• BME 200
  • Partial Pressure

    Dalton’s Law

    Dalton’s Law says that the pressure of a mixture of ideal gases is the sum of the partial pressures of each gas in the mixture. The partial pressure of a gas is the pressure that gas would exert on a container if it were by itself. Air is made up of a mixture of gases and each gas contributes its own partial pressure.

    $$P_\mathrm{air}=P_\mathrm{O_2}+P_\mathrm{CO_2}+P_\mathrm{N_2}+P_\mathrm{H_2O}+P_\mathrm{other}=760~\mathrm{mmHg}$$

    where \(P_\mathrm{O_2}\) is the partial pressure of oxygen, \(P_\mathrm{CO_2}\) is the partial pressure of carbon dioxide, and so on. Since \(P_\mathrm{other}\) is a very small fraction of \(P_\mathrm{air}\), it is often neglected from partial pressure calculations.

    In dry air (i.e., no water vapor), the values are

    $$P_\mathrm{air}=160+0.3+600+0=760~\mathrm{mmHg}$$

    So, in dry air, the partial pressure of \(O_2\) (\(P_{O2}\) is 160 mmHg. It’s also useful to reprsent the partial pressure as a fraction. In this case, the partial pressure of oxygen would be \(\frac{160}{760}\) = 0.21.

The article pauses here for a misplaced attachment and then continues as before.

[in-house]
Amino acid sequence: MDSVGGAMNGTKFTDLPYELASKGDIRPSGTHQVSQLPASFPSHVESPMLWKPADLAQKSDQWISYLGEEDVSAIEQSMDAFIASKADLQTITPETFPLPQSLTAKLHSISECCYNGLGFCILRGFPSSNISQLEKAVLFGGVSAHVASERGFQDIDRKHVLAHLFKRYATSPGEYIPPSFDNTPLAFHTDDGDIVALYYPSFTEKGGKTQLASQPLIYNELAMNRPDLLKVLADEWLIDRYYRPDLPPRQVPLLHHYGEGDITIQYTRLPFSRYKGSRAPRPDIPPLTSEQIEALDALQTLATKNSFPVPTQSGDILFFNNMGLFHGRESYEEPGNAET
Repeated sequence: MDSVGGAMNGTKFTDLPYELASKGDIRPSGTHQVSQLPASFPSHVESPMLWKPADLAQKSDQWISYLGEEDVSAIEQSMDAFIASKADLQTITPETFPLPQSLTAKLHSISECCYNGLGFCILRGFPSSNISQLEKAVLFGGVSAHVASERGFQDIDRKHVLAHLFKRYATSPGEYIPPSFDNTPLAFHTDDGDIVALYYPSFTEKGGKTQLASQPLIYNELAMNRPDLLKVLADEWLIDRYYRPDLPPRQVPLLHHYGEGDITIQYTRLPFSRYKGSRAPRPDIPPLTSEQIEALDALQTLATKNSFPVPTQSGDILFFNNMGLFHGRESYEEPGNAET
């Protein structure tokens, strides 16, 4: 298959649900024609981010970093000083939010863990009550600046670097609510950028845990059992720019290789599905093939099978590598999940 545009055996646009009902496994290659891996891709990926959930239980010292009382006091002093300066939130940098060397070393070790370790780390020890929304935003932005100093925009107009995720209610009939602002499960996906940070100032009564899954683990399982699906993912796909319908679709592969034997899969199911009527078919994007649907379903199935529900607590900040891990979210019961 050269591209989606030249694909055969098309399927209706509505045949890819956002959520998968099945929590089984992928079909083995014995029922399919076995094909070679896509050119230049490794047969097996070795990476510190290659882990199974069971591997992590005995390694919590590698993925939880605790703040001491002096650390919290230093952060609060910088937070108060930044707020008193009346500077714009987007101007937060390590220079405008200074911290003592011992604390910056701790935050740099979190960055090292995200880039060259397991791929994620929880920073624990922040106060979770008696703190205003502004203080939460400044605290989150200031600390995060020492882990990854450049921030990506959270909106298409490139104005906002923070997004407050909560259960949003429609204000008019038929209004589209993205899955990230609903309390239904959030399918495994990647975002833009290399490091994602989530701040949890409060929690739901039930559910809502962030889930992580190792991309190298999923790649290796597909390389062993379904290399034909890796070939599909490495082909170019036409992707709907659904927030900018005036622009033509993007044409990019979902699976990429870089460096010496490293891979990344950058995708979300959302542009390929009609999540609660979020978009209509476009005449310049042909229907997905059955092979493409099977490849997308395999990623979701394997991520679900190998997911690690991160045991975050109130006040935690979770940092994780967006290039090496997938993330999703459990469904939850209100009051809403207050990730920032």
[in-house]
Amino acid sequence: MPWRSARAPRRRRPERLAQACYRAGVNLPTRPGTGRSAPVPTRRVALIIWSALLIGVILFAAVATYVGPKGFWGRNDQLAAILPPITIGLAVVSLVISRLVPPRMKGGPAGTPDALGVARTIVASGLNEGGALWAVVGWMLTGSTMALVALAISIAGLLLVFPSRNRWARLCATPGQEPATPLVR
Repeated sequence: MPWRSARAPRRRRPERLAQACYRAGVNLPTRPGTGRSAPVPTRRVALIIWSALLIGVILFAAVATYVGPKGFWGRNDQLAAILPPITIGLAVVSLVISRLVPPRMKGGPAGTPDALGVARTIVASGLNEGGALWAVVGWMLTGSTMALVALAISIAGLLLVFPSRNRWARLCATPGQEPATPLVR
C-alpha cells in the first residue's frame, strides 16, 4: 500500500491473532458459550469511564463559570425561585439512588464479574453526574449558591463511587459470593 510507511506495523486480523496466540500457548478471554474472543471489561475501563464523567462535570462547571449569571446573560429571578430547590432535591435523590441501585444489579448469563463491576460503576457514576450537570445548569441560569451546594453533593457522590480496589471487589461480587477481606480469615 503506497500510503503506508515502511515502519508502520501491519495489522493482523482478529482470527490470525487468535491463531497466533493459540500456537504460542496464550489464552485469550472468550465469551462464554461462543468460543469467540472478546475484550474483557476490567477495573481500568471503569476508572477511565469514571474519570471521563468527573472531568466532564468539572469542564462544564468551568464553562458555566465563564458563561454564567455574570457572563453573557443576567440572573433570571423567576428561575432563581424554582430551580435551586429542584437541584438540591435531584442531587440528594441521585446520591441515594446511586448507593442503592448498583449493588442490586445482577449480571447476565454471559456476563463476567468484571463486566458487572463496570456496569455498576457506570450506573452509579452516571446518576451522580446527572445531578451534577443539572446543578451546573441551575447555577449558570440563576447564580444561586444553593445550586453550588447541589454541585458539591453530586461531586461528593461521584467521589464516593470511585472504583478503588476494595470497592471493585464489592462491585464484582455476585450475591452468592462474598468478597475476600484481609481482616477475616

Inhaled (alveolar) air has water vapor in it, and since the total pressure must remain at 760 mmHg, the other partial pressures must change slightly. In other words

    $$P_\mathrm{alv}=100+40+559+47 = 760~\mathrm{mmHg}$$

    In alveolar air, the partial pressure of oxygen is much lower, carbon dioxide is higher, nitrogen is lower, and water vapor is higher, compared to dry atmostpheric air.

    Relation to mass balance

    Since we can use the partial pressure to know how much oxygen (or carbon dioxide) is being inhaled or exhaled, we can use the ideal gas low to figure out what mass of oxygen and carbon dioxide are being exchanged during ventilation. The ideal gas law is

    $$PV=nRT$$

    where \(P\) is the gas pressure, \(V\) is the gas volume, \(n\) is the number of moles, \(R\) is the universal gas constant, and \(T\) is the temperature in Kelvin.

    Example

    Assume the alveolar volume of a single breath is 350 mL. What is the exhaled mass of oxygen?

    We assume STP, so rearranging the ideal gas law we have

    $$n=PV/RT=\frac{\frac{160}{760}(101325~\textrm{Pa})~(0.35~\textrm{cm}^3)}{(8.314\times 10^6~\textrm{cm}^3~\textrm{Pa}~^\textrm{o}\textrm{K}^{-1}~\textrm{mol}^{-1})(273~^\textrm{o}\textrm{K})} = 3.288 \times 10^{-6}~\textrm{mol}$$

    Since the molar mass of atmospheric oxygen is 32 g/mol, the mass of oxygen exhaled is

    $$m_{O2}=(3.288 \times 10^{-6}~\textrm{mol})(32~\textrm{g}~\textrm{mol}^{-1}) = 0.1~\textrm{mg}$$





    Last updated:
    August 25, 2018